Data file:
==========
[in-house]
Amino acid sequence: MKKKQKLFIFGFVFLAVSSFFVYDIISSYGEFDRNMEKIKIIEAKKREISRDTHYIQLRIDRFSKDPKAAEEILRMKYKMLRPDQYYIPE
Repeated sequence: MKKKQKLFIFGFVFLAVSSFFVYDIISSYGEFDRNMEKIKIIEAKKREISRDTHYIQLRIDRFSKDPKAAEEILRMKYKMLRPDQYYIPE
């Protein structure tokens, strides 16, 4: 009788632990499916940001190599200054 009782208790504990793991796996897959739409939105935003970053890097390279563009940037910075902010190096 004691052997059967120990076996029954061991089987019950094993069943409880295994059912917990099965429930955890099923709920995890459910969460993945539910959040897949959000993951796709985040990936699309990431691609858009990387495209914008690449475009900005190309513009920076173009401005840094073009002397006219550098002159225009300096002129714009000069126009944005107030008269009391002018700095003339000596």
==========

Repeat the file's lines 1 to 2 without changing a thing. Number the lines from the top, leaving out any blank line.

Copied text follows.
[in-house]
Amino acid sequence: MKKKQKLFIFGFVFLAVSSFFVYDIISSYGEFDRNMEKIKIIEAKKREISRDTHYIQLRIDRFSKDPKAAEEILRMKYKMLRPDQYYIPE